Field crop growers in the United States have adopted prophylactic pest management strategies to control sporadic crop pests that are spatially and temporally difficult to predict. While evidence shows these preventative management practices, specifically pesticidal seed treatments, can be important in regions with predictable pest pressures, employing them ubiquitously in field crops across the northeastern U.S. can have variable returns on productivity. Further, prophylactics may also limit the potential of integrated pest management (IPM). A three-year field experiment (2017–2019) was conducted in a maize-soybean cropping system to compare the influence of a preventative pest management practice and a scouting-based IPM practice on biological control organisms. Aboveground predator densities were measured via pitfall trapping and predation temporal dynamics were assessed using a standard sentinel-bait assay at two time points per year. Belowground biological control potential was determined using a sentinel-bait bioassay to quantify the abundance of soil-borne entomopathogenic fungi (EPF). The variable responses of beneficial communities to pesticide inputs were strongly influenced by season and time of application, underscoring the importance of applying pesticides only when necessary. Compared with no pesticide use, pesticidal seed treatments and foliar sprays together in a maize-soybean production system suppressed total predator activity-density, spider activity-density, predation, and infection potential of soil-borne entomopathogenic fungi in one out of three years of the field study. In the third year, the activity-density of spiders increased across all fields in preventative plots that included seed treatments only. Overall, the use of pesticides did not improve crop yield in either maize or soybean. These findings highlight that the use of a prophylactic pesticide program may not always be necessary for maximum crop productivity and that this management approach can occasionally have unintended negative consequences on above- and belowground soil biota and the ecosystem services they provide.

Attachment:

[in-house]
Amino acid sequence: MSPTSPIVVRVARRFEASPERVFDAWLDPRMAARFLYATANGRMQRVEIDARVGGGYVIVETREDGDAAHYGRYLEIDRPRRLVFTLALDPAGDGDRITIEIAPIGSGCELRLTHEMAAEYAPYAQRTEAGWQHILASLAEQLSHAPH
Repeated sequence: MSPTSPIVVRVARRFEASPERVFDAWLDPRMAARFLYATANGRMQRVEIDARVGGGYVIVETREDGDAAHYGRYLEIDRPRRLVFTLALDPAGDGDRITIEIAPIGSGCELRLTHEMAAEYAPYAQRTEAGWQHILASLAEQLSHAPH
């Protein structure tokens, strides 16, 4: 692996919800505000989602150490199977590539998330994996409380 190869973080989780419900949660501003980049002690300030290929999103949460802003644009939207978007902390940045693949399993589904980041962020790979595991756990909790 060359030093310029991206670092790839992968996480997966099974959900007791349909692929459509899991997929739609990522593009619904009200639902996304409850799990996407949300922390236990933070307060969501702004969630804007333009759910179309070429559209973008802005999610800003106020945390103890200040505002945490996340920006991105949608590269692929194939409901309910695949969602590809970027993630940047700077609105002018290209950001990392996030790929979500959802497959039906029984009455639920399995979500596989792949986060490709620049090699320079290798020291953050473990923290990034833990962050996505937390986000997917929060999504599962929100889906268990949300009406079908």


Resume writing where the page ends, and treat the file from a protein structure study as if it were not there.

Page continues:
All Science Journal Classification (ASJC) codes
- Agronomy and Crop Science
- Soil Science